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  17. The Art of Dialectic Between Dialogue and Rhetoric: The Aristotelian Tradition. [REVIEW]Mehmet Karabela - 2014 - Journal of the History of Philosophy 52 (4):841-42.
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  18. A Priori Causal Laws.Darren Bradley - 2017 - Inquiry: An Interdisciplinary Journal of Philosophy 60 (4):358-370.
    Sober and Elgin defend the claim that there are a priori causal laws in biology. Lange and Rosenberg take issue with this on Humean grounds, among others. I will argue that Sober and Elgin don’t go far enough – there are a priori causal laws in many sciences. Furthermore, I will argue that this thesis is compatible with a Humean metaphysics and an empiricist epistemology.
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  19.  19
    Fact, Fiction and Virtual Worlds.Alexandre Declos - forthcoming - In R. Pouivet & V. Granata (eds.), Epistemology of Aesthetics. Rennes, France: Presses Universitaires de Rennes.
    This paper considers the medium of videogames from a goodmanian standpoint. After some preliminary clarifications and definitions, I examine the ontological status of videogames. Against several existing accounts, I hold that what grounds their identity qua work types is code. The rest of the paper is dedicated to the epistemology of videogaming. Drawing on Nelson Goodman and Catherine Elgin's works, I suggest that the best model to defend videogame cognitivism appeals to the notion of understanding.
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  20. The Legend of the Middle Ages: Philosophical Explorations of Medieval Christianity, Judaism, and Islam.Mehmet Karabela - 2012 - Philosophy East and West 62 (4):605-608.
    The majority of The Legend of the Middle Ages: Philosophical Explorations of Medieval Christianity, Judaism, and Islam has been published previously in different forms, but this edition has been completely revised by the author, the well-known French medievalist and intellectual historian Rémi Brague. It was first published in French under the title Au moyen du Moyen Âge in 2006. The book consists of sixteen essays ranging from Brague’s early years at the Université Panthéon-Sorbonne (Paris I) in the 1990s up until (...)
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  21. Lewis and His Critics on Putnam´s Paradox.Daniel Dohrn - manuscript
    The model-theoretic argument known as Putnam´s paradox threatens our notion of truth with triviality: Almost any world can satisfy almost any theory. Formal argument and intuition are at odds. David Lewis devised a solution according to which the very stucture of the world fixes how it is to be divided into elite classes which determine the reference of any true theory. Three claims are defended: Firstly, Lewis´ proposal must be completed by an account of successful referential intentions. Secondly, contrary to (...)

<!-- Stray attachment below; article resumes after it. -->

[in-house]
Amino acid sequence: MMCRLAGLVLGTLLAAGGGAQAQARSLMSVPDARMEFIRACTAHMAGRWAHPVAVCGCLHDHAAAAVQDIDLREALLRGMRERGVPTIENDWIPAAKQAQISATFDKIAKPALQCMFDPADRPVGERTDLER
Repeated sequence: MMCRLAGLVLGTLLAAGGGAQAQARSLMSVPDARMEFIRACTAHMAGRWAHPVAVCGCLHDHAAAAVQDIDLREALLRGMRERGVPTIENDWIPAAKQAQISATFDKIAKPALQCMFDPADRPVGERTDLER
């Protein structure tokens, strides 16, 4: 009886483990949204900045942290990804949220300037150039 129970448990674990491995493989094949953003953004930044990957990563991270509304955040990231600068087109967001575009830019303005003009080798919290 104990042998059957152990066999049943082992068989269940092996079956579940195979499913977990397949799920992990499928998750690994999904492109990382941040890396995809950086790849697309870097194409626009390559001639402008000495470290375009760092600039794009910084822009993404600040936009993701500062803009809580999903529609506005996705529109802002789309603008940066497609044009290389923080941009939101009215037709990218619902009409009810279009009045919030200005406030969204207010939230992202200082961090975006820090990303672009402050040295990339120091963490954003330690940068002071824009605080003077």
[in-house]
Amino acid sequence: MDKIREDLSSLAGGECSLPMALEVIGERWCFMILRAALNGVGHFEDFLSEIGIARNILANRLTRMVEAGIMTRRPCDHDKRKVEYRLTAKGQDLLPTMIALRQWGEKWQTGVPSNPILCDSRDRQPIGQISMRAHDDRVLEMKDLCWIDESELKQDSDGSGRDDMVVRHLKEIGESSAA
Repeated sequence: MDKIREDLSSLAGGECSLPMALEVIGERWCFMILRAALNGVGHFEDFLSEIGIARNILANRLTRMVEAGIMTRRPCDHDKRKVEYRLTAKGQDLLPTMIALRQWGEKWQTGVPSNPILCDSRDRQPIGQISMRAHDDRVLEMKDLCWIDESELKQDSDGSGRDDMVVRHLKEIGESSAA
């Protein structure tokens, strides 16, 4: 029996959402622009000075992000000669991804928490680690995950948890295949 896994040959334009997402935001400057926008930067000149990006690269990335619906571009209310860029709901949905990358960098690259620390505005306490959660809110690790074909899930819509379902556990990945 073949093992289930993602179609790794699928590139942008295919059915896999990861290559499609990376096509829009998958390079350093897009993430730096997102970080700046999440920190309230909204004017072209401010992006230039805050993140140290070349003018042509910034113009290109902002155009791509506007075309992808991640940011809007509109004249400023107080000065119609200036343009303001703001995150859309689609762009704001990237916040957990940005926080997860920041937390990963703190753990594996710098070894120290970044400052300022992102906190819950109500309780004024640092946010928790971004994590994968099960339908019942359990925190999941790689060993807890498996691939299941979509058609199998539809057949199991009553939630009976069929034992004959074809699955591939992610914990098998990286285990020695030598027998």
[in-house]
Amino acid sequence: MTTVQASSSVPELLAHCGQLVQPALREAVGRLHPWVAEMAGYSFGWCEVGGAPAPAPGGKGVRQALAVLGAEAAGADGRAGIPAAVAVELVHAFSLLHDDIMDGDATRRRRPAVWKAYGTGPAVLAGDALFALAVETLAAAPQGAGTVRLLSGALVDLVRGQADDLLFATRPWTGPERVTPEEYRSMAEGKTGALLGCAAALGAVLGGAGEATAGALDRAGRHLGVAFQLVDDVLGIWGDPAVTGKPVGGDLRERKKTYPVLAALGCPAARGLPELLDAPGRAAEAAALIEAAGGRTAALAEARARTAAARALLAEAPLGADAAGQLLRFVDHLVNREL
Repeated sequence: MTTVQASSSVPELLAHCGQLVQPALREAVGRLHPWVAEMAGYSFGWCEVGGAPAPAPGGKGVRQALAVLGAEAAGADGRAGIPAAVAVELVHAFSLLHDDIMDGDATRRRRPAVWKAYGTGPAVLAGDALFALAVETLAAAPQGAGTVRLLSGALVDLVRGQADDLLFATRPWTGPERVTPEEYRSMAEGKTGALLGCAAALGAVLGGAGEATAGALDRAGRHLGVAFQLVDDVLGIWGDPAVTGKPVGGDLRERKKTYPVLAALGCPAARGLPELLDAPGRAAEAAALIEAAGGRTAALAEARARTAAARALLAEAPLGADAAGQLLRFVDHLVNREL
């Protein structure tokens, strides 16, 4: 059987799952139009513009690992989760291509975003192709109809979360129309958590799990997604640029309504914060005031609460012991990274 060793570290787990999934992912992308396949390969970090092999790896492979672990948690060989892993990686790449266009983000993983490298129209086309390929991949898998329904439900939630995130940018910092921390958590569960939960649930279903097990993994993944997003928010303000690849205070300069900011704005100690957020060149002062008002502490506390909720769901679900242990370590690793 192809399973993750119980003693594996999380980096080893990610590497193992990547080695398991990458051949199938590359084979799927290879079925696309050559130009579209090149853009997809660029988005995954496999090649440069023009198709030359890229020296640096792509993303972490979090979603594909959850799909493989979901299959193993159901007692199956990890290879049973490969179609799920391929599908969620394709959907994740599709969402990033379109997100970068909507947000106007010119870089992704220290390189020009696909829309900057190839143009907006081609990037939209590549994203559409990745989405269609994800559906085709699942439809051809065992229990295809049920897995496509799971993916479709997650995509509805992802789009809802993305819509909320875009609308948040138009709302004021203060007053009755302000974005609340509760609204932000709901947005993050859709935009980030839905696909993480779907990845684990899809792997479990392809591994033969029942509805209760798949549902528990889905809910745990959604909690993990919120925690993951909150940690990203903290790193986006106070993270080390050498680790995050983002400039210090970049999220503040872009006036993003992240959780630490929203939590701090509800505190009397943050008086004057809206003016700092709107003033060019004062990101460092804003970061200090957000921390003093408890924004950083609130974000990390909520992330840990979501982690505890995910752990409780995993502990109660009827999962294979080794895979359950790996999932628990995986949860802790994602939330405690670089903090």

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  22. The Development of Dialectic and Argumentation Theory in Post-Classical Islamic Intellectual History.Mehmet Karabela - 2011 - Dissertation, McGill University
    This dissertation is an analysis of the development of dialectic and argumentation theory in post-classical Islamic intellectual history. The central concerns of the thesis are; treatises on the theoretical understanding of the concept of dialectic and argumentation theory, and how, in practice, the concept of dialectic, as expressed in the Greek classical tradition, was received and used by five communities in the Islamic intellectual camp. It shows how dialectic as an argumentative discourse diffused into five communities (theologicians, poets, grammarians, philosophers (...)
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  23.  35
    Roman and Byzantine Church Structures Used As a Tekke in Istanbul.Fatih Köse - 2018 - Tasavvur - Tekirdag Theology Journal 4 (2):840 - 874.
    In this article, chronological information will be given about the takkas established in the church buildings in Istanbul. After the conquest of Istanbul in 1453 Mehmet II started to establish works of foundation in the city in order to reorganise the city and the statesmen were encouraged the creation of such charitable works. In order to provide the current needs in the city, some of the churches were converted into mosques, masjids, madrasah, lodges- takkas and public soup kitchens. Among (...)
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  24. Global Capitalism and Nihilism.Mehmet Zafer Demir - 2009 - Dissertation, Aalborg University